This sawfly is a minor pest of grasses and cereals, including wheat and barley. The larvae graze openly on the leaves and typically devour the tissue from the tip downwards. Affected leaves often appear severed and frequently attract
Fig. 333 Larva of hazel sawfly, Croesus septentrionalis (x4).
attention; damage, however, is of little or no importance.
Adults occur mainly from May to June. Eggs are deposited in the edges of expanded leaves; each egg enlarges before hatching to produce a prominent swelling in the leaf lamina. Larvae are most numerous in June and July. They feed on the leaf tissue for 4-6 weeks before becoming fully fed. They then moult into active prepupae and enter the soil, where they eventually pupate but without forming cocoons (cf. Pachynematus clitellatus, p. 252). There is one generation each year.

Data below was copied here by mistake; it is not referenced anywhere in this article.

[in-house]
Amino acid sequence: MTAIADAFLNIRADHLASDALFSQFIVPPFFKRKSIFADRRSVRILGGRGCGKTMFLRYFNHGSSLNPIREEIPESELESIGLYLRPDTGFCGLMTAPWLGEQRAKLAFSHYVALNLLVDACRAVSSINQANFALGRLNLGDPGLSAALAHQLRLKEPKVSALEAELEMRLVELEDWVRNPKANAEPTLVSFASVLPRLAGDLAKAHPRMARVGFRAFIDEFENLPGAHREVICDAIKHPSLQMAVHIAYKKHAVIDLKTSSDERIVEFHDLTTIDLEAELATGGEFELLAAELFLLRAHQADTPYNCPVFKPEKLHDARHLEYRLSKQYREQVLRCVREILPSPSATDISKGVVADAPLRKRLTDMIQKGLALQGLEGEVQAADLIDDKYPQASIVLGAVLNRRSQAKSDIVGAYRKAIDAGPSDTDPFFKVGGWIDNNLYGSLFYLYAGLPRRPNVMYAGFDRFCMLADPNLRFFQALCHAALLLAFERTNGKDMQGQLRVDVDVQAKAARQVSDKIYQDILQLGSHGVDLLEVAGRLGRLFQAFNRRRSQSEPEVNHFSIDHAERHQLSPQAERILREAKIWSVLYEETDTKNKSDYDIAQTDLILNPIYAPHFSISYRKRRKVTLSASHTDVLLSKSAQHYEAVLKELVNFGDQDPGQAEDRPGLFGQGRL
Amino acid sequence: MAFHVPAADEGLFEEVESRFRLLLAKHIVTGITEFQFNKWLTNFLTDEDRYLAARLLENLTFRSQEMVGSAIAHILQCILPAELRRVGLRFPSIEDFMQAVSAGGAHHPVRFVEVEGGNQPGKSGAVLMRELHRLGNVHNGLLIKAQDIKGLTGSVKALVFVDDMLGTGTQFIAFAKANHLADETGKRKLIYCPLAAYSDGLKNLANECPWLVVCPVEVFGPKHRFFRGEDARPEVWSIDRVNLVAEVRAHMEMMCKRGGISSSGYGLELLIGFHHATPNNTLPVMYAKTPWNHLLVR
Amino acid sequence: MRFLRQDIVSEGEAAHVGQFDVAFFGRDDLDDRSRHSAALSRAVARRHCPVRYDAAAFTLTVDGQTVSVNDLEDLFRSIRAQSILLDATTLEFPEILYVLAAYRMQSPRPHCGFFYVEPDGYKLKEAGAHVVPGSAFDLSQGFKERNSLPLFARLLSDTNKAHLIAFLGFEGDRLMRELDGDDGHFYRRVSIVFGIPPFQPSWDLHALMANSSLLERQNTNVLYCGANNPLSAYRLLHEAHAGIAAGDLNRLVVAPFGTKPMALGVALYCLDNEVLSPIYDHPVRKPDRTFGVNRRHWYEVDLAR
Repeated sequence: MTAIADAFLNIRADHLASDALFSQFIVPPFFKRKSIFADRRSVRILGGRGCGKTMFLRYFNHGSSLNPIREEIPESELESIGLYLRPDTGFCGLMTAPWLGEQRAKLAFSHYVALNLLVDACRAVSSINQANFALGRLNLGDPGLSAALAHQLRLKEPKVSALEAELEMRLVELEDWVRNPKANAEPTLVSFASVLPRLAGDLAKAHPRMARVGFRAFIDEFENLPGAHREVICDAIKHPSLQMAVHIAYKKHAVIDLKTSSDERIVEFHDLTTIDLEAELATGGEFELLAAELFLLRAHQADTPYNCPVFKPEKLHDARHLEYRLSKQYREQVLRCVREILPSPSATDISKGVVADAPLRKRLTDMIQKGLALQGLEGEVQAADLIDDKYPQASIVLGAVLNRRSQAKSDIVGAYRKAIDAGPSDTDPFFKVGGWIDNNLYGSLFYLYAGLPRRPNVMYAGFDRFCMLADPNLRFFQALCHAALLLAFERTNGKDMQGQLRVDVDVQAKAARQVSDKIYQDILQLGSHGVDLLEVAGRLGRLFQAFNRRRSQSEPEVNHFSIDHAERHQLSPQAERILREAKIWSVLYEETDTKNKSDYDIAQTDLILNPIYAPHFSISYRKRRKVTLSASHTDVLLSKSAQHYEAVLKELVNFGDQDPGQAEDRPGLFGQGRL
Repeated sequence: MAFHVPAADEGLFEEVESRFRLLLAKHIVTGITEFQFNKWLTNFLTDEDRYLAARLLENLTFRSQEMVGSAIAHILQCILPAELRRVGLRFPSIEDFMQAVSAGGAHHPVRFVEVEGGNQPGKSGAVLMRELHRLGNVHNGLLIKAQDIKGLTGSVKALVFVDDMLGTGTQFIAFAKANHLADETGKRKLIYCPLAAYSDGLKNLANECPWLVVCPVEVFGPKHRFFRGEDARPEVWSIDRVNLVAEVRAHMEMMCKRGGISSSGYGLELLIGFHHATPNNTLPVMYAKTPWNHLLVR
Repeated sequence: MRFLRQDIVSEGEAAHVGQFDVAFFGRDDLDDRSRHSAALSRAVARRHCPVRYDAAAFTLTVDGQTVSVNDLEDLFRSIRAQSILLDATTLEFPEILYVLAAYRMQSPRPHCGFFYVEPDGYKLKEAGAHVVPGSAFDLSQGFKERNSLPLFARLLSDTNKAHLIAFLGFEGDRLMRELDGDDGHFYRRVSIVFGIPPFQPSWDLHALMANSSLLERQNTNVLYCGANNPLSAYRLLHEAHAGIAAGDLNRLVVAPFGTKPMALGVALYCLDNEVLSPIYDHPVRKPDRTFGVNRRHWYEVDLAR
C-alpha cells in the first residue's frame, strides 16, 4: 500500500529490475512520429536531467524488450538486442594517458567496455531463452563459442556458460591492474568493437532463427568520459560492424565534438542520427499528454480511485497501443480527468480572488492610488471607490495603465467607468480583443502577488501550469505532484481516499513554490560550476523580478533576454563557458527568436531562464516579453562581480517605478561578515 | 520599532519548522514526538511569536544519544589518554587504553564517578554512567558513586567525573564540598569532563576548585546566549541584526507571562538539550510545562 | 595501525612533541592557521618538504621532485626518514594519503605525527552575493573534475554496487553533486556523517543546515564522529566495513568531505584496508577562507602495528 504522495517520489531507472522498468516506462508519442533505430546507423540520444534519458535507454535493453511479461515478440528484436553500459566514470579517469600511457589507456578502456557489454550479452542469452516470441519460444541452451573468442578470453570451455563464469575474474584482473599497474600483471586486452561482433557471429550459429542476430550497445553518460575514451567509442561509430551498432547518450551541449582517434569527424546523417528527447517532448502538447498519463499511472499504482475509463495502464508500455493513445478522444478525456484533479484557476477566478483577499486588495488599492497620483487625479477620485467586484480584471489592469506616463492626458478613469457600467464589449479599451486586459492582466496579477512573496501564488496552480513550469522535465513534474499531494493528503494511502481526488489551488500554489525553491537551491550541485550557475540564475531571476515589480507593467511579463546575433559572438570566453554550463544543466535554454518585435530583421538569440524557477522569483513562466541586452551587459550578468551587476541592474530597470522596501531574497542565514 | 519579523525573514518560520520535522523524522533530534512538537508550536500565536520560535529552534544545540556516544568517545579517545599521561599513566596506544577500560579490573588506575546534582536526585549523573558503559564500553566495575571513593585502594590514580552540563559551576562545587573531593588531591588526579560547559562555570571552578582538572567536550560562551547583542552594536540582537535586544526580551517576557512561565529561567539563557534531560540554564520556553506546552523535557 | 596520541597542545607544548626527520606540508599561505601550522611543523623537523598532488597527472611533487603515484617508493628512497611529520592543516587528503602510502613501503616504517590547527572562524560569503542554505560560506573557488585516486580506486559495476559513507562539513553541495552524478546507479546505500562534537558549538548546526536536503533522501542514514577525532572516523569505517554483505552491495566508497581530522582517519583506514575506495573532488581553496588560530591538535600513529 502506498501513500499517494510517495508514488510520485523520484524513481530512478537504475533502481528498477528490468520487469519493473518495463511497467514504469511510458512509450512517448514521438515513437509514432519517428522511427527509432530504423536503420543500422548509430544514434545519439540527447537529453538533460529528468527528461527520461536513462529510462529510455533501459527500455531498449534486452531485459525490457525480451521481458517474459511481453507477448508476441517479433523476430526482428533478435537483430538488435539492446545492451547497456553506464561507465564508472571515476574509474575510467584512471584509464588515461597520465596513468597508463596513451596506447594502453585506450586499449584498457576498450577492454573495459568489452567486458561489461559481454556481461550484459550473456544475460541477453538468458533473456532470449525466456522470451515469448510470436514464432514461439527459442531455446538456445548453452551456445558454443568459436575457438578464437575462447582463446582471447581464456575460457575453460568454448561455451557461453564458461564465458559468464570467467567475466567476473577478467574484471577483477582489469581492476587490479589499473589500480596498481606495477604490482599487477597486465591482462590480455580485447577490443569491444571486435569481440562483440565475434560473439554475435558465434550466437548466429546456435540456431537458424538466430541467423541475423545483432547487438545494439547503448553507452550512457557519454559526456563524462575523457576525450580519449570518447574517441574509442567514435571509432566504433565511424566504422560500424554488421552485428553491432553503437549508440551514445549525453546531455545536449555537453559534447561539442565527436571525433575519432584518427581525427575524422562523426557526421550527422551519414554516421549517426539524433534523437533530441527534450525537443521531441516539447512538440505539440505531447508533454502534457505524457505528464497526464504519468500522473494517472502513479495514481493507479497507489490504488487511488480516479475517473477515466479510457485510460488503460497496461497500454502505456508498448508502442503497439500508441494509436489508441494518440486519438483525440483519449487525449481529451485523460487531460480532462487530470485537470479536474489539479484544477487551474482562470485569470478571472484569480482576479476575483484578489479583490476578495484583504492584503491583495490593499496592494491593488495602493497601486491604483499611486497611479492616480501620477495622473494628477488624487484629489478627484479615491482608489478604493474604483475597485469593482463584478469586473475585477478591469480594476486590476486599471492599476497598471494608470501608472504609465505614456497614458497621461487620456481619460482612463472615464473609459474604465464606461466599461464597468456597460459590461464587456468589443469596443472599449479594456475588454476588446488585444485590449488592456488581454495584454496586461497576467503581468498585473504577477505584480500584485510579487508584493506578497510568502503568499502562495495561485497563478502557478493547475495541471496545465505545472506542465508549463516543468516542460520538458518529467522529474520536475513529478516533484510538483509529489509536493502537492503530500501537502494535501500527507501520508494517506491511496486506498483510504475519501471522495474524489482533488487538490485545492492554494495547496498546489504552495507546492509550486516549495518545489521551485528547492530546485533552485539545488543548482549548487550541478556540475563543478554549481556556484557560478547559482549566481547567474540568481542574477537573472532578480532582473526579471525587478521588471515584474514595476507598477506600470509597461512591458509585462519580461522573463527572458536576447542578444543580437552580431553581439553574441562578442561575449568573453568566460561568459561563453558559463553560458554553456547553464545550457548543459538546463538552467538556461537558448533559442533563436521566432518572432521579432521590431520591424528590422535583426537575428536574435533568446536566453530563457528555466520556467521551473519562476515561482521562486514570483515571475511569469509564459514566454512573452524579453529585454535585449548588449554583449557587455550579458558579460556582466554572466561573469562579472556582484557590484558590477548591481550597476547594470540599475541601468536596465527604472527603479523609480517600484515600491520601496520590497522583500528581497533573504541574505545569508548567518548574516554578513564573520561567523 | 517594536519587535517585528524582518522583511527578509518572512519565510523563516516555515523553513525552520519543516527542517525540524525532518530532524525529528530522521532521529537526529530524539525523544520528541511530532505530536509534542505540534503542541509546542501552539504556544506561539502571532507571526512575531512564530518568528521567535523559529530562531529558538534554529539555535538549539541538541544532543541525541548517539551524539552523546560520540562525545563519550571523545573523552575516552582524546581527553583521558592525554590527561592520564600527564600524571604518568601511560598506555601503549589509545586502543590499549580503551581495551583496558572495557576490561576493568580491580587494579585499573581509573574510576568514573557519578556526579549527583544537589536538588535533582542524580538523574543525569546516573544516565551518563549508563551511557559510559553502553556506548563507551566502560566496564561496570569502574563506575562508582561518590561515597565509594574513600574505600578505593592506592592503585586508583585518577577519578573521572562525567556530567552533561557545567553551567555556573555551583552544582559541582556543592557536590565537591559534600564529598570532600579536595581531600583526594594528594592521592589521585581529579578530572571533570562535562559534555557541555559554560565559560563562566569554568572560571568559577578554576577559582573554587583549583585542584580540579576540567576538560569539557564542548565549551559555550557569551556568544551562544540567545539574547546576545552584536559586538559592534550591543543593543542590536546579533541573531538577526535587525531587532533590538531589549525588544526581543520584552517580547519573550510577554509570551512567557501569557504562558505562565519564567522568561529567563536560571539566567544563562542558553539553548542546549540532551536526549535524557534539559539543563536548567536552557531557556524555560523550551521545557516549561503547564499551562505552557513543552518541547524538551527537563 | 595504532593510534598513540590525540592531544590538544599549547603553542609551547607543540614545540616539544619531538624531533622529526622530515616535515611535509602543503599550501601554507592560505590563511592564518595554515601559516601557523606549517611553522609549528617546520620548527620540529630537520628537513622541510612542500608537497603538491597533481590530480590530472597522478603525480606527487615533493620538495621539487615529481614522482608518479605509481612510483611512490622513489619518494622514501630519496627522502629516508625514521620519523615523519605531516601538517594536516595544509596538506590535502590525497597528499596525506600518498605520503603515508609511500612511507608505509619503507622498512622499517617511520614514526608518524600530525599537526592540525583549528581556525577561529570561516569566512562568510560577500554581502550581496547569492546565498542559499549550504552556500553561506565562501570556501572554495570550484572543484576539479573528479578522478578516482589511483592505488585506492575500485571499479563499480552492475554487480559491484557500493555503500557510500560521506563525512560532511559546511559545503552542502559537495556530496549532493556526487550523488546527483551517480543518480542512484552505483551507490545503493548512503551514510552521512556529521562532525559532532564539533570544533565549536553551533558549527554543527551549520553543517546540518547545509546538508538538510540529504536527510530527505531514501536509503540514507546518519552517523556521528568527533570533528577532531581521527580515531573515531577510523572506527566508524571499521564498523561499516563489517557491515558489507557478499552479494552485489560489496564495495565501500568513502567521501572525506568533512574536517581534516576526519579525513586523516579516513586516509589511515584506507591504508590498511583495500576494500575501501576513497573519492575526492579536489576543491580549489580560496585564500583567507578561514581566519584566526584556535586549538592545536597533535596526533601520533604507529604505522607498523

Adult 9-10 mm long, mainly metallic black with a green and bluish sheen; pronotum and tegulae red (in female). Larva up to 18 mm long; body greenish-white to creamish-white, but blackish dorsally, with a black mark over each thoracic leg; head marked with black; abdominal prolegs eight pairs present (Plate 16d).
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